Of course there is no “quick-fix” or simple one-step solution. However, most researchers in this area agree that people with a high degree of self-awareness tend to find it easier to accept criticism or what may sometimes come in the form of an unpleasant truth. People with a high degree of self-awareness are characterised by a solid foundation, they have their feet firmly on the ground. For this kind of person, data that reveals shortcomings does not knock them off their feet, nor do such people see this data as a reason to shut their eyes to “The Truth”. People with a high degree of self-awareness are less likely to have a problem when data that might cast a shadow on their self-esteem says one thing, because their willingness to work data-driven says something else.

I would therefore say that a high degree of self-awareness is a basic ingredient for an organisation to be able to work data-driven.

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Start your change process!

Gather together your team and reflect on the following.
– Which truths do you feel your organisation is ignoring?
– Which of these truths does your organisation ignore because they are unpleasant truths?
– What do you feel is needed for your organisation to be able to work data-driven no matter what the data reveals?

It is useful to bring together different types of roles in your organisation and create a think-tank/workshop where you work jointly to spotlight various challenges and try to take a step back and examine your processes objectively, from the “outside”.

If necessary, bring in external help to facilitate this kind of workshop, where tried and tested tools are used to create an environment which sets the foundation for an organisation that can improve its ability to work data-driven regardless of what the data reveals.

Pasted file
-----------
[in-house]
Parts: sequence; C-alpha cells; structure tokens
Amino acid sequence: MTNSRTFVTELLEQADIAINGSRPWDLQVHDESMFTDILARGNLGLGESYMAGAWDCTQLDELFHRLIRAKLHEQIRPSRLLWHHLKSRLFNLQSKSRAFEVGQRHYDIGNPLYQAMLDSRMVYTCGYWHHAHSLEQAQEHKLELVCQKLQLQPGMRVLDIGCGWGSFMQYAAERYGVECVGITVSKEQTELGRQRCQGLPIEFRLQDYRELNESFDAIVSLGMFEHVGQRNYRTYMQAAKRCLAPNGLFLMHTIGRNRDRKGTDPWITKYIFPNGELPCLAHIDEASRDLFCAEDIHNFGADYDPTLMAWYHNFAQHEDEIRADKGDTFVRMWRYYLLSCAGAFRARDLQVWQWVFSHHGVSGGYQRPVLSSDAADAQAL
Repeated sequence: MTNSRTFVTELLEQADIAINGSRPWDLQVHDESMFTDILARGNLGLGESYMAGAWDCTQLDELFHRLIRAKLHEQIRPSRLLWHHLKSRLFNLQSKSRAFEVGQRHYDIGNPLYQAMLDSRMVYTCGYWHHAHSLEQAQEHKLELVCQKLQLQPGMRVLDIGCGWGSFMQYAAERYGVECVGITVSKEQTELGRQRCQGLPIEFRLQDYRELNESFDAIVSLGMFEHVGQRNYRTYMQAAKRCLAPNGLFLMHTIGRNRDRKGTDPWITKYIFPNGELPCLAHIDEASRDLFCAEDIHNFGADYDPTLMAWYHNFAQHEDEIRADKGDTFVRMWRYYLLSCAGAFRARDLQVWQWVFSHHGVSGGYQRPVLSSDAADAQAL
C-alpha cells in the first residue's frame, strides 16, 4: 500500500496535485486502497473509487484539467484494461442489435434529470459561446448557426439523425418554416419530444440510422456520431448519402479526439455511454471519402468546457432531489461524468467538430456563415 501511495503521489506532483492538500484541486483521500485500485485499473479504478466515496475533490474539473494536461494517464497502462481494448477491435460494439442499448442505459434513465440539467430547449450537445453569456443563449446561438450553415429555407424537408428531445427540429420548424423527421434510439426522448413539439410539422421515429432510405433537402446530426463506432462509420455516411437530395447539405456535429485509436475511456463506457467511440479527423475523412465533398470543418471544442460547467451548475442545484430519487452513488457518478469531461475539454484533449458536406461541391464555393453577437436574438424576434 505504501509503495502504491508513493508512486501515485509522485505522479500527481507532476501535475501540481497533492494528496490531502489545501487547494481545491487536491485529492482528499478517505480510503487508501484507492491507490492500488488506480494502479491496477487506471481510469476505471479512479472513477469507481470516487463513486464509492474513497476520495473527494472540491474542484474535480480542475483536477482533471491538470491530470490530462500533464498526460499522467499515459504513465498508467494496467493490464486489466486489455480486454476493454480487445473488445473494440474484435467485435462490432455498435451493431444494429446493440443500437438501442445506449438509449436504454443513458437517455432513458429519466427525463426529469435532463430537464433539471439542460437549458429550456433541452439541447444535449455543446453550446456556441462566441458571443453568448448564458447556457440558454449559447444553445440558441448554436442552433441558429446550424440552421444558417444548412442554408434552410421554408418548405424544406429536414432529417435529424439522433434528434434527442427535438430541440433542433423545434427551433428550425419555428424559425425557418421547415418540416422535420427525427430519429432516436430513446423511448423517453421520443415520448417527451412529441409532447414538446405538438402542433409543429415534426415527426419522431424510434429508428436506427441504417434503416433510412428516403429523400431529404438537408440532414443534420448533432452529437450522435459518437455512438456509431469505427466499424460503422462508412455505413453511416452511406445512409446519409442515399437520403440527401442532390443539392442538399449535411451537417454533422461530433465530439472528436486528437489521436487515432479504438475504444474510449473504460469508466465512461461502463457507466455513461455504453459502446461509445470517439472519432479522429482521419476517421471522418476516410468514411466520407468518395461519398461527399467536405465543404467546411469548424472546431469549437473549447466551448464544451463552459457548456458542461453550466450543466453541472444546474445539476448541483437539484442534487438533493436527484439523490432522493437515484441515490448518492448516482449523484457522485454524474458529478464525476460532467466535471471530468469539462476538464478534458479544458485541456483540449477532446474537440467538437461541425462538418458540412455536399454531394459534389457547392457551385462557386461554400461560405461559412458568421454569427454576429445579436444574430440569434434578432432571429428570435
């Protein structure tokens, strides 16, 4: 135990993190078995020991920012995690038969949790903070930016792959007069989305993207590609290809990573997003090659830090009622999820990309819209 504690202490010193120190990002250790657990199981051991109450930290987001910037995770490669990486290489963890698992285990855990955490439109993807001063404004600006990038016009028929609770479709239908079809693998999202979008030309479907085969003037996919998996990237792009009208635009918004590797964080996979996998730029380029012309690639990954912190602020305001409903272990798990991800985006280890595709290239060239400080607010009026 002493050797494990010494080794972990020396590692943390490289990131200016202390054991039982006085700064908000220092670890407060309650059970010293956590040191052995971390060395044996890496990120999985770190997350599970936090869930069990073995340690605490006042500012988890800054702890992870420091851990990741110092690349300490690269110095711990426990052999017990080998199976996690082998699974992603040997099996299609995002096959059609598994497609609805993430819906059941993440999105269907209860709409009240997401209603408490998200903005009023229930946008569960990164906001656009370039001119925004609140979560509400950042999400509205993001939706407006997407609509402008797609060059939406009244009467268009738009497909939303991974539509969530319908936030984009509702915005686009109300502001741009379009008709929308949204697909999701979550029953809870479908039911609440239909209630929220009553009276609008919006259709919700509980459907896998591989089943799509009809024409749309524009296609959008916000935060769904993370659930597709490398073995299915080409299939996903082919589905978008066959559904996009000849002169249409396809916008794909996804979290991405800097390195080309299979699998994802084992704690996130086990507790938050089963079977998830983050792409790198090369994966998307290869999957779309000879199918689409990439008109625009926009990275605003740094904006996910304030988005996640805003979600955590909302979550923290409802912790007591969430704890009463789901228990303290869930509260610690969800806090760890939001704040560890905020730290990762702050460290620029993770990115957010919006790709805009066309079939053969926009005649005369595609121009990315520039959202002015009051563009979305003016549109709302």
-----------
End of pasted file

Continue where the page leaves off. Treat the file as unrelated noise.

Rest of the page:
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Do you have experience of managers who do not want to accept insights because the data does not show what the managers had hoped for? Or are you curious and want to find out more about how your organisation can increase its degree of self-awareness when combined with change guidance aimed at promoting a more data-driven work approach? If so, don’t hesitate to get in touch with me.

Alexander Abrahamsen
alexander.abrahamsen@capgemini.com
For the past 14 years Alexander has worked to help organisations develop their decision-making and to support them in their improvement processes. Alexander, who has a Master’s degree in Statistics & Analysis and several years’ experience teaching Leadership Studies at the Royal Institute of Technology, works as a Senior Management Consultant for Capgemini Insights & Data. In Alexander’s ideal world, the Eurovision Song Contest would last 52 weeks of the year, Swedish singer and TV host Christer Björkman would be President, and musical key changes would be written into the Swedish constitution as a human right. People familiar with the DISC personality assessment tool would probably categorise Alexander as very “yellow”.